The building phase is where the knee feels a lot better and is typically 4-6 weeks and beyond.  Here we want to get your quads bigger and start building the hamstrings again.  Exercises will be varied and much harder.  Initially we monitor swelling and graduate your activity.  It is very important to listen to the program so you don’t wind up with too much swelling, if any.  Tougher bike, steps, weighted squats and hamstrings, heavier gluteal and core exercises will come into place. Early balance work will start with basic stability challenge exercises.  The easier you find them, the harder it becomes!

We will also get you swimming and using the legs in a freestyle action, avoiding breast stroke as we feel the knee can do without too much aggravation.  Breast stroke will be re-introduced as you grow confident and we pass the 3 month mark.  Of course, on occasions we find patients who cannot swim and therefore alter the activity.  Expect to work your hips very hard in this phase and to begin closed chain balance work like the wobble board and bose ball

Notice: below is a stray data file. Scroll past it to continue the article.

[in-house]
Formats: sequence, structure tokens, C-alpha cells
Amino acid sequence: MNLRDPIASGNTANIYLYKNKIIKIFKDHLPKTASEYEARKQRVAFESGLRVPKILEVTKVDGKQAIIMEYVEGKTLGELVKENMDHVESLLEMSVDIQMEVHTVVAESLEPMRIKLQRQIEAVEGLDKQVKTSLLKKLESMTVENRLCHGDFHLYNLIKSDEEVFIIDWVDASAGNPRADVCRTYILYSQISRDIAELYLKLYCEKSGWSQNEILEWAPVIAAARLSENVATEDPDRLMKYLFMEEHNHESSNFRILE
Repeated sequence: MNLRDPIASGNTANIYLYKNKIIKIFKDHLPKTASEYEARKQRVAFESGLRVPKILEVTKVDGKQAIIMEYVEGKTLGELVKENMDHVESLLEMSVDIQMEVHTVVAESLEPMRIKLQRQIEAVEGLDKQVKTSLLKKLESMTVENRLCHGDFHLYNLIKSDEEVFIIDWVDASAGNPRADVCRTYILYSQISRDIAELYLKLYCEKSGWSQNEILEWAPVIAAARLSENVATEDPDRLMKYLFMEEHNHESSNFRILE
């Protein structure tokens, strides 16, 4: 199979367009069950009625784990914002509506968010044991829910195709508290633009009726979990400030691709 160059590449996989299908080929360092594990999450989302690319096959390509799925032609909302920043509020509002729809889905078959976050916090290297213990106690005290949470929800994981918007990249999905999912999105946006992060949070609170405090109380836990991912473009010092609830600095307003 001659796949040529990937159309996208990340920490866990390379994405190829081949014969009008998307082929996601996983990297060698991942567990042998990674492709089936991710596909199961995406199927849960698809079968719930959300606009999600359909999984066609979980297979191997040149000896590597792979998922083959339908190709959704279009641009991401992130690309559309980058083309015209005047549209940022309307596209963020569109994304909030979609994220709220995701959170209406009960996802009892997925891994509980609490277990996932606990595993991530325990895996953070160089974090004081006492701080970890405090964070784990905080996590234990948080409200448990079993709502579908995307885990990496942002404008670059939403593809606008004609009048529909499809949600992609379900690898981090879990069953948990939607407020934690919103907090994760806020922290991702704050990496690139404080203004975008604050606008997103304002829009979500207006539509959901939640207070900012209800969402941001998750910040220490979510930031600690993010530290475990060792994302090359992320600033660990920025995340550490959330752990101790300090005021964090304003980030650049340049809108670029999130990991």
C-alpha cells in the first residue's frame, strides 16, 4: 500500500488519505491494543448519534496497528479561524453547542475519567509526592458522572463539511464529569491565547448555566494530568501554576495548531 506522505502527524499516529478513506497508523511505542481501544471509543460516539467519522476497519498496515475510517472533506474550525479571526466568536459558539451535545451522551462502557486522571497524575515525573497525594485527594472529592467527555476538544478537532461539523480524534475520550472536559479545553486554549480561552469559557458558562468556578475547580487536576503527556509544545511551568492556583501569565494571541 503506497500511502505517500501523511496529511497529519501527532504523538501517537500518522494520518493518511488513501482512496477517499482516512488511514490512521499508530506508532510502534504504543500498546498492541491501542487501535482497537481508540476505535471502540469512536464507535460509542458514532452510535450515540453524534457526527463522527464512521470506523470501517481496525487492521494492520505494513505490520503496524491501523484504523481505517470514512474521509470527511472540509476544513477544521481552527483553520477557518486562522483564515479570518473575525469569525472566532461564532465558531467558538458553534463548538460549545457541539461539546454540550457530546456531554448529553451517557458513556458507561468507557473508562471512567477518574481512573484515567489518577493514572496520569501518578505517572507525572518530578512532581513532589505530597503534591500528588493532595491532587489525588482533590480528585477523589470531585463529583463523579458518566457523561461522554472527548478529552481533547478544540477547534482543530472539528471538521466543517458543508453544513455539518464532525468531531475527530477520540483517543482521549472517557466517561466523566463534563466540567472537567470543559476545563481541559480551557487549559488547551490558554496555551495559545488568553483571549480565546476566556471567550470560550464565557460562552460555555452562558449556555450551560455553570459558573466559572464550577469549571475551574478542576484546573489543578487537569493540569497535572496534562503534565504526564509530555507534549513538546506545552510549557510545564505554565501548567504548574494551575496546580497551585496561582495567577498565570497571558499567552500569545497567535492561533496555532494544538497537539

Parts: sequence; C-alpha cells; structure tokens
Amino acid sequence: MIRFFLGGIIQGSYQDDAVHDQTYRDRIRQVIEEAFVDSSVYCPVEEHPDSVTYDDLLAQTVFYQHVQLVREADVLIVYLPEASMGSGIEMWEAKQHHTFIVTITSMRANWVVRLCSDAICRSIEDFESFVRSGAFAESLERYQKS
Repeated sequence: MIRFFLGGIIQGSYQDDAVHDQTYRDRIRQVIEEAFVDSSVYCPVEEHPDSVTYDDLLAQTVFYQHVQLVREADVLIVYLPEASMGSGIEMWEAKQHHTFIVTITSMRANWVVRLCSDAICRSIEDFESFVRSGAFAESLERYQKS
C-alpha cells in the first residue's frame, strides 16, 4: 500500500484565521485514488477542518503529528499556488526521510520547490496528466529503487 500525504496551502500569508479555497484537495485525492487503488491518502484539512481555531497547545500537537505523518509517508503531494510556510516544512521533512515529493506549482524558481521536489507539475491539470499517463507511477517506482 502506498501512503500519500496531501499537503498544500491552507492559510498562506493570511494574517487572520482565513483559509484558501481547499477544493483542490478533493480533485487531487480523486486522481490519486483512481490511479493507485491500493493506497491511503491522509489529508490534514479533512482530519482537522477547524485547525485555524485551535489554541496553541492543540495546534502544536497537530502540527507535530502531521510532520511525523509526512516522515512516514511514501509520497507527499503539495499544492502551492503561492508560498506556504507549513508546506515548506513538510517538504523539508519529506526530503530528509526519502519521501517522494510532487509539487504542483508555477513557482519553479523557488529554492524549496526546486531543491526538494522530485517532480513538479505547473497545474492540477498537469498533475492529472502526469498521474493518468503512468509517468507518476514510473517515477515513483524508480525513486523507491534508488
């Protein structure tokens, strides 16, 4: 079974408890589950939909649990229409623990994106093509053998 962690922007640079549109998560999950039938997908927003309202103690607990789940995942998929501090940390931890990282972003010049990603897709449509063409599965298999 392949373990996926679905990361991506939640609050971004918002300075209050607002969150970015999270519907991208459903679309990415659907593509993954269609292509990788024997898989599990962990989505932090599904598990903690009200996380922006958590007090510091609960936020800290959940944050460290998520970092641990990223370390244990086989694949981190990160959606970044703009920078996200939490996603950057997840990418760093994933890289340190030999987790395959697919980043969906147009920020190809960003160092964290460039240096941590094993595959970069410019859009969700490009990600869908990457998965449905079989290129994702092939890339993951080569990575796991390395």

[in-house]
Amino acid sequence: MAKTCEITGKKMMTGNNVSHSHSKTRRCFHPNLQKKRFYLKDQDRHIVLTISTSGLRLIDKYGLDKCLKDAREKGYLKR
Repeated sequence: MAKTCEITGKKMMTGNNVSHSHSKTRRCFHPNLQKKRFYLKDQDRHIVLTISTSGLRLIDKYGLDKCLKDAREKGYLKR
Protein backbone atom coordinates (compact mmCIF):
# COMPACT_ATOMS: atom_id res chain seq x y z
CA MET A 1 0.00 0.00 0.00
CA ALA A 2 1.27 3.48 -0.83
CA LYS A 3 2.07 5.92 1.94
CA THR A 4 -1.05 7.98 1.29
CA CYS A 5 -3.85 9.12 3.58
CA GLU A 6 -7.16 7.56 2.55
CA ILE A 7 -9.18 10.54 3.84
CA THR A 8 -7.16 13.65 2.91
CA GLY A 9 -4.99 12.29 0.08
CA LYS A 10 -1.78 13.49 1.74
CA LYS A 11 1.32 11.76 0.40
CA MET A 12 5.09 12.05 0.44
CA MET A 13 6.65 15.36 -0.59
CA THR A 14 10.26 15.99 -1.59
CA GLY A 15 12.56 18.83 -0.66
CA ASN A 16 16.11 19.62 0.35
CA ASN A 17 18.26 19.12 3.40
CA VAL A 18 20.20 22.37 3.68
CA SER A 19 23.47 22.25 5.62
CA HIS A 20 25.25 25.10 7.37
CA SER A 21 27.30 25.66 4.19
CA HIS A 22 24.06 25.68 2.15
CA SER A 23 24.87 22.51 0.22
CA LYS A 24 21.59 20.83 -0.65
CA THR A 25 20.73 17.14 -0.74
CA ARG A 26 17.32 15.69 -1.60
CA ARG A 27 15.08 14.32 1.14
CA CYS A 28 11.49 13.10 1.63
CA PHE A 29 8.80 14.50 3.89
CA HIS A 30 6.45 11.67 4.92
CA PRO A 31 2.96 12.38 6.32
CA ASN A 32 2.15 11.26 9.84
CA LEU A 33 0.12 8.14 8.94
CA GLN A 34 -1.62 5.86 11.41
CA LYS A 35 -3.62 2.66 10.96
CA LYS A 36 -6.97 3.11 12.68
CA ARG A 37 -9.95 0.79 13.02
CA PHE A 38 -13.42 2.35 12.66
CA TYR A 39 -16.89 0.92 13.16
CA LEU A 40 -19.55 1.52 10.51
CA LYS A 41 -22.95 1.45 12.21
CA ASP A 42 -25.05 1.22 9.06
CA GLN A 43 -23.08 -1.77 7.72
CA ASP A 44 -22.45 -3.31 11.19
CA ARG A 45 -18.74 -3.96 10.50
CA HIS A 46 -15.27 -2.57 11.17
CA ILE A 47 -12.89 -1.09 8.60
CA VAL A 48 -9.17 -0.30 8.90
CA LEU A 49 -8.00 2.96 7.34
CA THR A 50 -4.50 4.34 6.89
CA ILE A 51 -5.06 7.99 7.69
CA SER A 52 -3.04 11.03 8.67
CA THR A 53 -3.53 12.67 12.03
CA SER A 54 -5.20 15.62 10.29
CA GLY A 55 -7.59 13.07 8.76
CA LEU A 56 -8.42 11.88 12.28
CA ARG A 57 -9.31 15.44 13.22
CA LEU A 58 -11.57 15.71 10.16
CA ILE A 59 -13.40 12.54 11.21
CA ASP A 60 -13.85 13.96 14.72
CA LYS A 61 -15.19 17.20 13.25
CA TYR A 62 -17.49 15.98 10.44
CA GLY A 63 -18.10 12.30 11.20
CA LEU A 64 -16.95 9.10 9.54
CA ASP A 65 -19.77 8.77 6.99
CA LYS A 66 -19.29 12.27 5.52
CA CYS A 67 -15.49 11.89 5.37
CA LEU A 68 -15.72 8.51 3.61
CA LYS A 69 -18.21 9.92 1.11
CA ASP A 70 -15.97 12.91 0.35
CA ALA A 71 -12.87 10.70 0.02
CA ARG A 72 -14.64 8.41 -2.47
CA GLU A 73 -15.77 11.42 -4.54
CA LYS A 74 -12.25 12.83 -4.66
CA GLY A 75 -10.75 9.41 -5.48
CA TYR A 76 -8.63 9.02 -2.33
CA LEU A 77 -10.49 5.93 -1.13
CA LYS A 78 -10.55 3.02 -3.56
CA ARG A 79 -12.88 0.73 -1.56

The prep phase is about adding load and with it impact.  Running may commence from around week 12 though some surgeons prefer 16 weeks, and everyone is different therefore if it is looking like 4 months – do not panic! you still have another 5 months to go.  It is not a race.  Getting the knee ready to run will require testing on the leg press to ensure the knee is strong enough to cope.  Once you are ready to run we start on the treadmill and build from here.  Expect everything to get more difficult at this phase.  Heavier weights, more challenging core and balance work will come into play.  There will be some quad aching and also the knee may ache over the patella/knee cap and patella tendon.